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  1. milan2003_07's Avatar
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    #1

    in the country

    Hi,

    We all know the expression "in the country" used for travelling out of town to suburbs. I would like to make sure that I understand how to use the expression correctly.

    1) I spent all summer in the country cycling, fishing, and just having a rest in my house

    2) I'd like to go in/to the country to visit my friends on Friday evening when I finish work

    3) He has just returned from the country where he spent his weekend

    Are all these examples correct?

    Thanks

  2. emsr2d2's Avatar
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    #2

    Re: in the country

    Quote Originally Posted by milan2003_07 View Post
    Hi,

    We all know the expression "in the country" used for travelling out of town to the suburbs. I would like to make sure that I understand how to use the expression correctly.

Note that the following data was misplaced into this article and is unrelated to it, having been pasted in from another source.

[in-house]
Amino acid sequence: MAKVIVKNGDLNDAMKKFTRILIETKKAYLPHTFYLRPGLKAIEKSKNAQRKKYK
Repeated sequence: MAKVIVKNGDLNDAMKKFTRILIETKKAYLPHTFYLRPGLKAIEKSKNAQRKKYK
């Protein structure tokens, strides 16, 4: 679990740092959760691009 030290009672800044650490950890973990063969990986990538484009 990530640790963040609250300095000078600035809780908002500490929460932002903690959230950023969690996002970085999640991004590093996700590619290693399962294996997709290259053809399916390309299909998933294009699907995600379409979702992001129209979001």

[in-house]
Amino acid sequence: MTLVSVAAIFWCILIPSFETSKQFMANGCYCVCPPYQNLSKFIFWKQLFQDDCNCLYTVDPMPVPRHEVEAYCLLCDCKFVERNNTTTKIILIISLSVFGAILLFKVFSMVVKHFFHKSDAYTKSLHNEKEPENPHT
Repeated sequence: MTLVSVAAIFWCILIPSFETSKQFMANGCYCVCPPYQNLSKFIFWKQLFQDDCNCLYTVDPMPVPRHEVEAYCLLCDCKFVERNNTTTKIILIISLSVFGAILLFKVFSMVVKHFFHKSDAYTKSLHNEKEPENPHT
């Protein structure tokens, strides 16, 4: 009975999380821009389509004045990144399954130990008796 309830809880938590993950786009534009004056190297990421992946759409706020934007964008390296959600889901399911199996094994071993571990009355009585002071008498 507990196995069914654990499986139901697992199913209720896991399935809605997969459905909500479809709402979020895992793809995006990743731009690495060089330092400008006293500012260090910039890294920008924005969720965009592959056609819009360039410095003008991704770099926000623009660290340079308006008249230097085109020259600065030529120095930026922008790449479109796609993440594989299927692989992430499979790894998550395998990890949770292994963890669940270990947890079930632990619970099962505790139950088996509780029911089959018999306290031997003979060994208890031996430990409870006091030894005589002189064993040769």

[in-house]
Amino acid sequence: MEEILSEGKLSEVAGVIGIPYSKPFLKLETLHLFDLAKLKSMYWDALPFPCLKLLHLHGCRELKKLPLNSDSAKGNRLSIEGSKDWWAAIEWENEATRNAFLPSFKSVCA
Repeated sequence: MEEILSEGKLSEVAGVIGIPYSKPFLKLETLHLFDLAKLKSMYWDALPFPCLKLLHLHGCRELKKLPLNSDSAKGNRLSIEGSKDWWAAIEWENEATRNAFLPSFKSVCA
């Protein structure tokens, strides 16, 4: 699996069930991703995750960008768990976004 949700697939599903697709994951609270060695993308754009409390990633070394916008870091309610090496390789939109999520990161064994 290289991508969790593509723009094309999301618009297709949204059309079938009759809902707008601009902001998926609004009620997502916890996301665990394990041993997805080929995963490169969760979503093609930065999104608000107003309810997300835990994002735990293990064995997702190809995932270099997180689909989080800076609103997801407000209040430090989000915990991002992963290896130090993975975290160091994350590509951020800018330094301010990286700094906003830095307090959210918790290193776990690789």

1) I spent all summer in the country cycling, fishing, and just having a rest in at my house. (You might have to make it clear that you have a house in the country as well as a house in town if that's what you mean).

    2) I'd like to go in/to the country to visit my friends on Friday evening when I finish work.

    3) He has just returned from the country where he spent his weekend.

    Are all these examples correct?

    Thanks
    See above for my suggestions etc.

    I would have to disagree that "in the country" means "travelling out of town to the suburbs". In the UK at least, "the suburbs" are still an urban area, they are just the outer parts of a city or a town, but you wouldn't normally go to the suburbs for cycling, fishing etc.
    Remember - if you don't use correct capitalisation, punctuation and spacing, anything you write will be incorrect.

  3. milan2003_07's Avatar
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    #3

    Re: in the country

    Thanks for the reply!!!

    It has now become a little bit clearer how to use the expression "in the country", but I still have some questions. By the way, since you've made some corrections in my text (thanks a lot for that) I'd like to ask you about them as well.